It is raining. Again. On Sunday it poured. Three inches. Then since then I have stopped keeping track. Tuesday, Wednesday, and now Thursday have each produced over an inch of rain. There is a bucket sitting out that I think has almost a foot of water in it. I have never seen so much rain in any Spring since I have been farming. Our gardens are swampy, mucky messes of malodorous mud. When I drove down to Glenwood City today I saw that many fields are partially underwater, and everywhere I looked there was evidence of erosion. Then Donna mentioned that it is actually official - that we have not had a Spring this wet since they started keeping records. Wow!
What does all this mean for future harvests in the Land School Community Garden? Well, the good news first. Last week was relatively dry, so we were able to get a lot of stuff planted in the big field by the Homestead. Things need to be dry for us to use the tractors to weed field crops, so right now we are watching weeds grow without any recourse, but since the crops were just recently planted, the weeds haven't had time to completely overwhelm. The onions, potatoes, garlic, peppers, eggplant, pumpkins, zucchini, winter squash, leeks and tomatoes all look pretty good, actually. If it dries out next week, we will be able to fertilize and weed everything that is already planted. There are cover crops of either oats or rye established on about half of our fields, and those cover crops are thriving - using the rain to grow and create biomass that will help build the soil later. These cover crops have also helped stabilize the soil and prevent major erosion.
Now the set-backs. The garden at the Farmstead is the only field we have that is protected by a deer fence, and it is a mucky weedy mess right now. The garden soil is much slower to dry out than the big field, and it has never been dry enough to really dig up and prepare the soil. We need to plant deer sensitive crops there. These include carrots, beets, green beans, edamame, lettuce, chard, and more. We also prefer to plant crops in the garden that require more time and attention in the harvest. These include cut flowers, herbs, kale, and other such crops. We have done our best in the garden. The cut flowers and most herbs went in last week. We have tried twice to seed carrots, beets and green beans, to mixed results. About a third of the green beans came up, some beets sprouted, and almost none of the carrots came up. My best guess is that the soil was so wet that the carrot seed rotted. The ground has been mostly too wet, so kale and chard and lettuce never got planted - those plants are patiently waiting in the greenhouse. Maybe next week. In the big field, the corn went in late and seems to be having a hard time with the transplanting. The cucumbers were tender from the greenhouse and then got blasted by high winds, breaking many of the tender stems in half. We have more cucumbers on the way in the greenhouse and corn too.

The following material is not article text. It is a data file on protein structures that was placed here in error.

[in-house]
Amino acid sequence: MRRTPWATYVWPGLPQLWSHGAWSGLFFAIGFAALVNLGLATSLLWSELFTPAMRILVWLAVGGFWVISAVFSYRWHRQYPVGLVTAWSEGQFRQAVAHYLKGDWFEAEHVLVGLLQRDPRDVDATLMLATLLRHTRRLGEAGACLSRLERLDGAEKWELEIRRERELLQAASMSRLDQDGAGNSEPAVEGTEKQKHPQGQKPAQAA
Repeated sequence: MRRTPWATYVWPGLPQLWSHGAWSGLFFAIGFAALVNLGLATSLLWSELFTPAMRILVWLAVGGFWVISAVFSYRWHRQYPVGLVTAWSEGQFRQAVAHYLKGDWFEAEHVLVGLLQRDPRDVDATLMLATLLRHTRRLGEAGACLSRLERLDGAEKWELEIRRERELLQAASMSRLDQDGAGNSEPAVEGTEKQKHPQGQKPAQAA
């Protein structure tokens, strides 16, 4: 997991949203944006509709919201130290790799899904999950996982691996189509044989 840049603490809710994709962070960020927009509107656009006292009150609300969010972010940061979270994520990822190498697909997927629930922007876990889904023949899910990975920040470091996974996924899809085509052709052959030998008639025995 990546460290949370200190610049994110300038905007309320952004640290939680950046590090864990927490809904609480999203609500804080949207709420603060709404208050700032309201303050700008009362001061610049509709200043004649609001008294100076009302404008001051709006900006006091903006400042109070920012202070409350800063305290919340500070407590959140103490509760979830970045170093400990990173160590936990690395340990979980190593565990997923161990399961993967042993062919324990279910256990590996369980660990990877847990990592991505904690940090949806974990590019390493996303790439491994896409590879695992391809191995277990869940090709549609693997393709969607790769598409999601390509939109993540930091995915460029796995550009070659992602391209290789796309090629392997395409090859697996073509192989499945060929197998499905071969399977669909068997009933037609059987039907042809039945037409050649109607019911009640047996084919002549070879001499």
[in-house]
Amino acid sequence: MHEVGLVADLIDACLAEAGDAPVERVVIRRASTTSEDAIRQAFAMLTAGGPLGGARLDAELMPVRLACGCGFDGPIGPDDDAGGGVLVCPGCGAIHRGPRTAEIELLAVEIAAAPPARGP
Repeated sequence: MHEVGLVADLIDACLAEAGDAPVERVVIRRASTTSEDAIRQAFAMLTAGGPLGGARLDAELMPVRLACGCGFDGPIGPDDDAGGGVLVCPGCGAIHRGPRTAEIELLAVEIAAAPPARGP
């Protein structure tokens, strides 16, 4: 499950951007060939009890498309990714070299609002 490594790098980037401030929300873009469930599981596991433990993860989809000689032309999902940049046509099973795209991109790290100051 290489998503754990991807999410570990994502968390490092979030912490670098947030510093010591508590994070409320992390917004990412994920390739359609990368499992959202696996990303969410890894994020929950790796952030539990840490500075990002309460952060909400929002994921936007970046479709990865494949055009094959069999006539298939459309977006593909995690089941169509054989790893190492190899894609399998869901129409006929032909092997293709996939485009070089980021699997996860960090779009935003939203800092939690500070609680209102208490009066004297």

I have no doubt that it will dry out eventually. Then we will finish planting the garden. Some harvests will be delayed, and you'll likely have to get your summer carrots at the farmers market. But there will be produce, and lots of it, as usual.
This summer is rough summer to be having these weather issues, because I want to pass the gardens along in beautiful shape to Laura Kosowski, who will be managing the farm starting in August. Laura is traveling in Europe right now, currently getting ready to work on an organic farm in Italy. In August I begin my adventure in Marin County, California, working for Marin Montessori School. I bet that soon I will be wishing for some of the Wisconsin rain in droughty Northern California.